I recently came across the first class certification ruling I’ve seen in an insurance case since the Supreme Court decided Wal-Mart (see my prior blog post). The court strongly applied the new standard for commonality and found a lack of commonality, even though the same judge had previously found most of the class certification elements (except for adequacy of representation) satisfied in a very similar case prior to Wal-Mart. So far, so good – this federal district court applied Wal-Mart as I expected it to be applied in insurance cases, and denied certification.
In Corwin v. Lawyers Title Insurance Company, 2011 U.S. Dist. LEXIS 84232 (E.D. Mich. Aug. 1, 2011), the plaintiff alleged that she was overcharged for a title insurance policy when she bought it as part of a “short sale” transaction (owing more than her property was worth, she sold it to the bank). She claimed, for herself and a putative class of Michigan property owners, that under rate manuals she was entitled to a discounted rate because she had bought a prior policy on the same property. Id. at *1-4. She claimed that, although she had not presented evidence of the prior policy, the insurer had the burden of determining whether prior insurance existed. She claimed the insurer could do this through a title search. Id. at *5. This kind of issue is fairly common in title insurance class actions – see my prior posts regarding a Sixth Circuit decision and a Western District of Washington decision in similar cases.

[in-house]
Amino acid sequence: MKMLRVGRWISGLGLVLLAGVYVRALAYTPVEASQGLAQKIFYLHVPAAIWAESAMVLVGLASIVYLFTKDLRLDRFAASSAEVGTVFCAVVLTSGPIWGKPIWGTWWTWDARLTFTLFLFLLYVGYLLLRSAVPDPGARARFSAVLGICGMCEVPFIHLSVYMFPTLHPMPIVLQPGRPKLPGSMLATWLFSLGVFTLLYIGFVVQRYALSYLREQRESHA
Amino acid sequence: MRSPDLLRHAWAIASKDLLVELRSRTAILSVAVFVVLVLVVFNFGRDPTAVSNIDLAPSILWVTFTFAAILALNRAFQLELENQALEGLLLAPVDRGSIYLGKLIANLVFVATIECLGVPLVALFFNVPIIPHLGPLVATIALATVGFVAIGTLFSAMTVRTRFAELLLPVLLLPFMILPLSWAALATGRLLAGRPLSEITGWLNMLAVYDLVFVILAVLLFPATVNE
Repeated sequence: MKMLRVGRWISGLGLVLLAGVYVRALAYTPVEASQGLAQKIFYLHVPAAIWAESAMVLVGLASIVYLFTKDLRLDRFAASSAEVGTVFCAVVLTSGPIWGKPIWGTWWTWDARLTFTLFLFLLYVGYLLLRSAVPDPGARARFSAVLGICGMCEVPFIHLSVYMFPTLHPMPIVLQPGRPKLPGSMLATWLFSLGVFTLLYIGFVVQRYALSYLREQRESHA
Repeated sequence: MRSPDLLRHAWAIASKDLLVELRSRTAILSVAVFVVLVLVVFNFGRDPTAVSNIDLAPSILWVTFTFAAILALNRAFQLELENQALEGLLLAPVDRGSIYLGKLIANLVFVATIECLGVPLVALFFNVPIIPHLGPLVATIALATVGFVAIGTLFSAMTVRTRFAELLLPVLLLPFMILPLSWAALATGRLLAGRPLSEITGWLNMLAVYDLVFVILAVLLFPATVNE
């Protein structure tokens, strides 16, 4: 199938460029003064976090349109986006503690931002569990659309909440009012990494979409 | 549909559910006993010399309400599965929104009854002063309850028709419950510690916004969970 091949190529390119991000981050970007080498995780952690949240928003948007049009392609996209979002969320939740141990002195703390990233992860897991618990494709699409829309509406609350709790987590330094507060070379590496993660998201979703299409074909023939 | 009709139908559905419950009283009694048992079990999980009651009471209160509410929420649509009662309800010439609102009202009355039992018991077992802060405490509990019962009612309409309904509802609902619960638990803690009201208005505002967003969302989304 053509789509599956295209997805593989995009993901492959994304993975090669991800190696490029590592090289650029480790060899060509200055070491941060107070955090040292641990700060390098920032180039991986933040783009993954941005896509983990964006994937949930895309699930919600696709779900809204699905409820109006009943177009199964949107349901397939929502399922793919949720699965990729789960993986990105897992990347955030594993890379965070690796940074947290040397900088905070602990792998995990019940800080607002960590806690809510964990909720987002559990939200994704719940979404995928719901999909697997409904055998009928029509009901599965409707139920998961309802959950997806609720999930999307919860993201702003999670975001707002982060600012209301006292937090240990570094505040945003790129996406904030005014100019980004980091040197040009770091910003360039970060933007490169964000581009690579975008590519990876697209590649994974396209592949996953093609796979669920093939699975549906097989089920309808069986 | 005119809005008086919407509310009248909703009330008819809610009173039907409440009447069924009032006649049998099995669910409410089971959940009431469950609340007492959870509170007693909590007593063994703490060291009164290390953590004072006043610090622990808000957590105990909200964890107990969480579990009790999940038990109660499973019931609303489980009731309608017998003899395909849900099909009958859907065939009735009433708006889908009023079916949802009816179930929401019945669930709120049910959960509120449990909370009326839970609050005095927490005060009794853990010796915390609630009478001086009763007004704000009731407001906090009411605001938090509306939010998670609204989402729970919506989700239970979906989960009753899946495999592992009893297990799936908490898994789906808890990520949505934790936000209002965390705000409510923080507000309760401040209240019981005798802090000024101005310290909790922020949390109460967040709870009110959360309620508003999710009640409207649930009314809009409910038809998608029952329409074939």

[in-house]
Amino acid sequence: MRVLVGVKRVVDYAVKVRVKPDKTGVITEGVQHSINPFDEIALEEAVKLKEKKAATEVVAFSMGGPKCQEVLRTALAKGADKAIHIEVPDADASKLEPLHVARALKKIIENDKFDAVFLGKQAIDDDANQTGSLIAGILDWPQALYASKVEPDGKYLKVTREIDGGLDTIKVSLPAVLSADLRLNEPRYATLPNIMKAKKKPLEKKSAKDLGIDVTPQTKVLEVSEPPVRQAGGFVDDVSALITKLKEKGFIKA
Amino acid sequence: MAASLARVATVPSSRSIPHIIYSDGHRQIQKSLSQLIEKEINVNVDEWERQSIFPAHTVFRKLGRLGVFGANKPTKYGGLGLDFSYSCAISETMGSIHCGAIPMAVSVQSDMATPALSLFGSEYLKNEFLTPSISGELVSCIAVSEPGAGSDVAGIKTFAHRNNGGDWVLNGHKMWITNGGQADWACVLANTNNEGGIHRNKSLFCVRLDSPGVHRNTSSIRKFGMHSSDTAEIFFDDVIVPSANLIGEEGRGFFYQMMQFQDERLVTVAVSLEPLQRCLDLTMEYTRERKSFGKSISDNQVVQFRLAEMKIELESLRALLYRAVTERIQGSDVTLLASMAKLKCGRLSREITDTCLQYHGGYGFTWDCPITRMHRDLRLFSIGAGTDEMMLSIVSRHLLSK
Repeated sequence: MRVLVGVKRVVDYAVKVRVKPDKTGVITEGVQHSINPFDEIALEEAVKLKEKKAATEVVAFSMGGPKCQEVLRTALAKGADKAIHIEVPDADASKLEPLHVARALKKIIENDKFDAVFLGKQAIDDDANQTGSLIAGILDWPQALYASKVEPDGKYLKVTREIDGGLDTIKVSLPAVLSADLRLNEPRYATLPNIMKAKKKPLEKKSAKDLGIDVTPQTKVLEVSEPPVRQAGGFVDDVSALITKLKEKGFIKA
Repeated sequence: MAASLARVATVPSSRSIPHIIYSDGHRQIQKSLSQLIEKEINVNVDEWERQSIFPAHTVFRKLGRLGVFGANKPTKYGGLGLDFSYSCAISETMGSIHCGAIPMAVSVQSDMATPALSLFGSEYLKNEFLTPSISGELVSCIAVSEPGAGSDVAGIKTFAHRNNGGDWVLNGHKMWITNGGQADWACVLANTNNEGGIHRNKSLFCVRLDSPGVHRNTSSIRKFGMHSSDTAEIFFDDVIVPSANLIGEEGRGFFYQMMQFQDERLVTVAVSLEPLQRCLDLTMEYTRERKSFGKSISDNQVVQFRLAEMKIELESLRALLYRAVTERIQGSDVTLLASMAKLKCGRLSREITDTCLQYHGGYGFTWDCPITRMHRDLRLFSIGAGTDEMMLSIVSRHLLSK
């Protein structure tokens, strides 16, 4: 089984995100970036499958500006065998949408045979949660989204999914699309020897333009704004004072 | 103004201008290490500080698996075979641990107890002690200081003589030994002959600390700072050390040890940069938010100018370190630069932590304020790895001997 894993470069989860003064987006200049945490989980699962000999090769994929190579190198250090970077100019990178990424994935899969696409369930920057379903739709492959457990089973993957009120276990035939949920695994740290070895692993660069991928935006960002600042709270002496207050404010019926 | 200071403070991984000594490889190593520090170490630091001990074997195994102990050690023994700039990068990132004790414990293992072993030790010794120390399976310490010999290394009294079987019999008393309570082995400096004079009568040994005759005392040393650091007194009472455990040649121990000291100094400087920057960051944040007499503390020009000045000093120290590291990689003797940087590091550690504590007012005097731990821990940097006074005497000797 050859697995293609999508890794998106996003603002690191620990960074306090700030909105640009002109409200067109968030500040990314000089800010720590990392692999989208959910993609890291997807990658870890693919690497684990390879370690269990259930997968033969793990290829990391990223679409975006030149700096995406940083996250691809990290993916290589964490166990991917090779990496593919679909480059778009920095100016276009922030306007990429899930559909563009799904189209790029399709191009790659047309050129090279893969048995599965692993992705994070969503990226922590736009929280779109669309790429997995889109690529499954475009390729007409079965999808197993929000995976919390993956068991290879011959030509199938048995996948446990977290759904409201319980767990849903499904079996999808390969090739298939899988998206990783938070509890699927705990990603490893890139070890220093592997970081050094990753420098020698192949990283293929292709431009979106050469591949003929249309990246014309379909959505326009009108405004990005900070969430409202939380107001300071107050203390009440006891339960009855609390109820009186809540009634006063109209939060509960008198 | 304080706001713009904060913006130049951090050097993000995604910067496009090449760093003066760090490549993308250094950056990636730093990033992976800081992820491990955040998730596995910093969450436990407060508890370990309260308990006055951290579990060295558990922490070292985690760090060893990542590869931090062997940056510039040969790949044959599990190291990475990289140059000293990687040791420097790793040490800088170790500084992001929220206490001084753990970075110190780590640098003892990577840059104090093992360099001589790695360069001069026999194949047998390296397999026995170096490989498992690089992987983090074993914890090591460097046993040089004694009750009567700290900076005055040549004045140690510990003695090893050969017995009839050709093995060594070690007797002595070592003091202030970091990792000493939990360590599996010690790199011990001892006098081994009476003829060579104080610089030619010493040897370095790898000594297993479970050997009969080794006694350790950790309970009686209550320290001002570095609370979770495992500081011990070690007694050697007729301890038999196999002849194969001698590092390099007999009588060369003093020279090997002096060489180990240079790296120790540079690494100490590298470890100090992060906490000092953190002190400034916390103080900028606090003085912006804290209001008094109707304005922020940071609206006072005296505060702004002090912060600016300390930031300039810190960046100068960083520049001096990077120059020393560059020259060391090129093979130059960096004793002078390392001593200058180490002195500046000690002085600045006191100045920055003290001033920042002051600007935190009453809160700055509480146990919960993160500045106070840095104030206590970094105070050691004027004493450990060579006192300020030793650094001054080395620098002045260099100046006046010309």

Judge Dawson, who decided this case, had previously found all of the class certification elements, except for adequacy of representation by the named plaintiff, were satisfied in Hoving v. Lawyers Title Insurance Company, 256 F.R.D. 555 (E.D. Mich. 2009). He changed his mind here, though, based substantially on Wal-Mart:
[T]he Court [in Wal-Mart] quoted this language: “What matters to class certification . . . is not the raising of common ‘questions’—even in droves—but, rather the capacity of a classwide proceeding to generate common answers apt to drive the resolution of the litigation. Dissimilarities within the proposed class are what have the potential to impede the generation of common answers.”
In this case, the plaintiff’s proposed class consists of all individuals who purchased title insurance during specified time periods and were charged the basic rate. No absent class member can recover under the unjust enrichment theory, however, unless he or she can establish that there was a previous title policy issued on the specific property in question. Such proof is uniquely individualized; it cannot be established on a classwide basis. Therefore, instead of liability being established “in one stroke,” it would take an assessment of each transaction to determine if the absent class member qualified for the discount rate. Finding that the defendant failed to make a proper inquiry would not establish that the title company was unjustly enriched by charging the basic rate absent proof that the seller’s property was insured previously. In order to make that determination, each transaction would have to be examined. As a consequence, the plaintiff cannot satisfy the requirement of Rule 23(a)(2) because, although there are questions common to the absent class members and the plaintiff that must be decided before liability is established, the critical inquiry without which liability cannot attach requires individualized determination.
Id. at *16-18 (citation omitted; emphasis added).
This decision highlights how Wal-Mart has fundamentally changed the law on class certification. If there is a key issue that requires individual determination, the basic requirement of commonality is not satisfied, let alone predominance (which the court here also found was not satisfied).